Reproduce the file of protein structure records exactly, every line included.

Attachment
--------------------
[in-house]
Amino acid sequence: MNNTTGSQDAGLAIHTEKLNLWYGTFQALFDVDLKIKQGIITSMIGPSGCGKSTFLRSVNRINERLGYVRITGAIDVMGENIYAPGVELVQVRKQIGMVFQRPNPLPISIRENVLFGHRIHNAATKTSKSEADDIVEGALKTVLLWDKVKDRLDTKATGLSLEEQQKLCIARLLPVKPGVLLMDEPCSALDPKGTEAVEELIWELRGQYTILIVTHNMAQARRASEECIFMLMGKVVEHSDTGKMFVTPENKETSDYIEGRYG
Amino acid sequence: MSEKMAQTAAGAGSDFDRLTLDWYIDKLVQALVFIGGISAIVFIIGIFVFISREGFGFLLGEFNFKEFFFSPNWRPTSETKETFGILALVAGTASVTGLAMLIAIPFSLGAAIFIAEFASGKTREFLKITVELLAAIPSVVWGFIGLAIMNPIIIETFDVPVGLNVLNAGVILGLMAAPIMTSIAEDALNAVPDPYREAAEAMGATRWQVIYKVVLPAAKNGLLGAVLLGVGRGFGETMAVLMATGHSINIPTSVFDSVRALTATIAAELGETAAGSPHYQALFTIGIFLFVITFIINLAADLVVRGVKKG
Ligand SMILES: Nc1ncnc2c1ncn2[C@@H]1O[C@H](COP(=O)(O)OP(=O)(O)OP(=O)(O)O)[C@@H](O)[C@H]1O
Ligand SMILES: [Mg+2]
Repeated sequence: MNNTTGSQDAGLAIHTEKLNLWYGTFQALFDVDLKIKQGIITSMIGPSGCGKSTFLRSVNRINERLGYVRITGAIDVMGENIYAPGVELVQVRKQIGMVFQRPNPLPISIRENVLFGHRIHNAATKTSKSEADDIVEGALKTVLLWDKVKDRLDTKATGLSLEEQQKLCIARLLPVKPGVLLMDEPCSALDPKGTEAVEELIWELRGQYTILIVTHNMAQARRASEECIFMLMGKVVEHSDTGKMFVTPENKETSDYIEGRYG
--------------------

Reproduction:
[in-house]
Amino acid sequence: MNNTTGSQDAGLAIHTEKLNLWYGTFQALFDVDLKIKQGIITSMIGPSGCGKSTFLRSVNRINERLGYVRITGAIDVMGENIYAPGVELVQVRKQIGMVFQRPNPLPISIRENVLFGHRIHNAATKTSKSEADDIVEGALKTVLLWDKVKDRLDTKATGLSLEEQQKLCIARLLPVKPGVLLMDEPCSALDPKGTEAVEELIWELRGQYTILIVTHNMAQARRASEECIFMLMGKVVEHSDTGKMFVTPENKETSDYIEGRYG
Amino acid sequence: MSEKMAQTAAGAGSDFDRLTLDWYIDKLVQALVFIGGISAIVFIIGIFVFISREGFGFLLGEFNFKEFFFSPNWRPTSETKETFGILALVAGTASVTGLAMLIAIPFSLGAAIFIAEFASGKTREFLKITVELLAAIPSVVWGFIGLAIMNPIIIETFDVPVGLNVLNAGVILGLMAAPIMTSIAEDALNAVPDPYREAAEAMGATRWQVIYKVVLPAAKNGLLGAVLLGVGRGFGETMAVLMATGHSINIPTSVFDSVRALTATIAAELGETAAGSPHYQALFTIGIFLFVITFIINLAADLVVRGVKKG
Ligand SMILES: Nc1ncnc2c1ncn2[C@@H]1O[C@H](COP(=O)(O)OP(=O)(O)OP(=O)(O)O)[C@@H](O)[C@H]1O
Ligand SMILES: [Mg+2]
Repeated sequence: MNNTTGSQDAGLAIHTEKLNLWYGTFQALFDVDLKIKQGIITSMIGPSGCGKSTFLRSVNRINERLGYVRITGAIDVMGENIYAPGVELVQVRKQIGMVFQRPNPLPISIRENVLFGHRIHNAATKTSKSEADDIVEGALKTVLLWDKVKDRLDTKATGLSLEEQQKLCIARLLPVKPGVLLMDEPCSALDPKGTEAVEELIWELRGQYTILIVTHNMAQARRASEECIFMLMGKVVEHSDTGKMFVTPENKETSDYIEGRYG